so the idea is that given any epsilon, you can select a delta that will satisfy the inequality.
the tricky part about these proofs are that you are essentially working backwards.
So, in this example, you "start" by saying,
Then we have to prove that
so to prove P implies Q, start by assuming P and show that Q holds.
so assume that
(we got to "pick" )
then we're done.
so by the definition of limit,
for each there is a (in fact, )
then you can say
Hope that may make things clearer....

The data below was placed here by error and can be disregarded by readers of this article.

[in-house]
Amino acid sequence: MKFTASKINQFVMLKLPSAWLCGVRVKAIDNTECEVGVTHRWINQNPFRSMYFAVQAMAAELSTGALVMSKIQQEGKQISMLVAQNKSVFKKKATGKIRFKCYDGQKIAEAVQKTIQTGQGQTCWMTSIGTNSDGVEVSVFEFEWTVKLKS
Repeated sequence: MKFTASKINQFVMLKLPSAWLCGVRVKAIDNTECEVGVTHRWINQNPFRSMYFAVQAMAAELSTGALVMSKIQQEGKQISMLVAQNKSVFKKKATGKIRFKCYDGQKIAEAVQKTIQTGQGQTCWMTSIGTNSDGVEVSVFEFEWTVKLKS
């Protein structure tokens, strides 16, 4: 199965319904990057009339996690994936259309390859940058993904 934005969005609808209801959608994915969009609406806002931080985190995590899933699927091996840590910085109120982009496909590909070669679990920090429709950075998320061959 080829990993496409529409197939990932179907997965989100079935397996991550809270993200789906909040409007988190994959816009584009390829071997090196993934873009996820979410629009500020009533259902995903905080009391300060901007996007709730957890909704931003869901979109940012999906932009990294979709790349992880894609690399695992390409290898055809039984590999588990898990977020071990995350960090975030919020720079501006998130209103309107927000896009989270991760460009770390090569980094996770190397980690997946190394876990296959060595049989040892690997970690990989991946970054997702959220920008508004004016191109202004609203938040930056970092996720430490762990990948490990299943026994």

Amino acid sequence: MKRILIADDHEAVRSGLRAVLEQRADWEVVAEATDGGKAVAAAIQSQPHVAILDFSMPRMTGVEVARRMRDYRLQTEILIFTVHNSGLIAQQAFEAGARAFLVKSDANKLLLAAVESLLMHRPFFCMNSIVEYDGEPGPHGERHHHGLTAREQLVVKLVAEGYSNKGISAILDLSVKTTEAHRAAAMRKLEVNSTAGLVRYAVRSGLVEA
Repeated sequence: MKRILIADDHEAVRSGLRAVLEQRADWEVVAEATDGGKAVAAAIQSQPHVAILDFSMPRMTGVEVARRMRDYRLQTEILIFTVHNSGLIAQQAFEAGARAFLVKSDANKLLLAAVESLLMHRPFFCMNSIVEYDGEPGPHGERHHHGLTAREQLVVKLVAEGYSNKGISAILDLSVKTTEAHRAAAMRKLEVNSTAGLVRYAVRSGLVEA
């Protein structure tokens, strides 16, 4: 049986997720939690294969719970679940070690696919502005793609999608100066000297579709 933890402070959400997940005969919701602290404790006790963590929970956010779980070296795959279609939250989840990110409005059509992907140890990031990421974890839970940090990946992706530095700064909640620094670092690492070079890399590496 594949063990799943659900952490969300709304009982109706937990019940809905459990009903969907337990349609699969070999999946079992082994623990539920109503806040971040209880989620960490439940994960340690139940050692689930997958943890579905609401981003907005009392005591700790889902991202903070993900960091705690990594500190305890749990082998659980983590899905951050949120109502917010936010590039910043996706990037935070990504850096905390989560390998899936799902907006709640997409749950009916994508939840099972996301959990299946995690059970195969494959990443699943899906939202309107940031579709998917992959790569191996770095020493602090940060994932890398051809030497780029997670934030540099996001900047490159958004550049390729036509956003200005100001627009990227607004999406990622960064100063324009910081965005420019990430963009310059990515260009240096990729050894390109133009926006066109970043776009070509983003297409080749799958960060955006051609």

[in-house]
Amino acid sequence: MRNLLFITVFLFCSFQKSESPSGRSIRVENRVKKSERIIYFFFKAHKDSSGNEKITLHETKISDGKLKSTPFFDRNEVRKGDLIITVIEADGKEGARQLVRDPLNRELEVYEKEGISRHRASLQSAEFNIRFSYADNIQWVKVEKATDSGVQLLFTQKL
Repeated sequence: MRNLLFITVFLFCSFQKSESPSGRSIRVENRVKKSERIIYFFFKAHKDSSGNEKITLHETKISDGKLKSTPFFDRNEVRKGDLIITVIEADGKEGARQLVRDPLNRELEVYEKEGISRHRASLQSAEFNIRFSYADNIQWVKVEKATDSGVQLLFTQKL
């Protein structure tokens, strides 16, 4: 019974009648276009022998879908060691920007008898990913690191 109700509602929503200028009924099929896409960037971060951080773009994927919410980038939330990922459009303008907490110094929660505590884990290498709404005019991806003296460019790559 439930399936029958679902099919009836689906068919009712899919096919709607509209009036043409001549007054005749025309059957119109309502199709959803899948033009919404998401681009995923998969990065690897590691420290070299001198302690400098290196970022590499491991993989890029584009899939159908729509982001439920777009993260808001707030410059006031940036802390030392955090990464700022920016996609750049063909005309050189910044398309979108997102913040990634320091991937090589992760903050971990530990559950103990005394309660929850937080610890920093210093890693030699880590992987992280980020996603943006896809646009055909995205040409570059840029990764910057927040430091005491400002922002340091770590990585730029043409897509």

What is the point of epsilon/delta? Can't you just prove this using right/left hand limits?
Limits are DEFINED by the epsilon/delta definition. That is to say, whenever we take limits we are using the definition implicitly, and in the teaching of calculus, before limits are defined this way, the limit is not defined at all. We can only say things like "f(x) gets really really close to L as x gets closer and closer to a" which isn't very formal, so this is essentially a formalization of the above statement.
Hopefully everything I've said it correct and helps you understand a bit!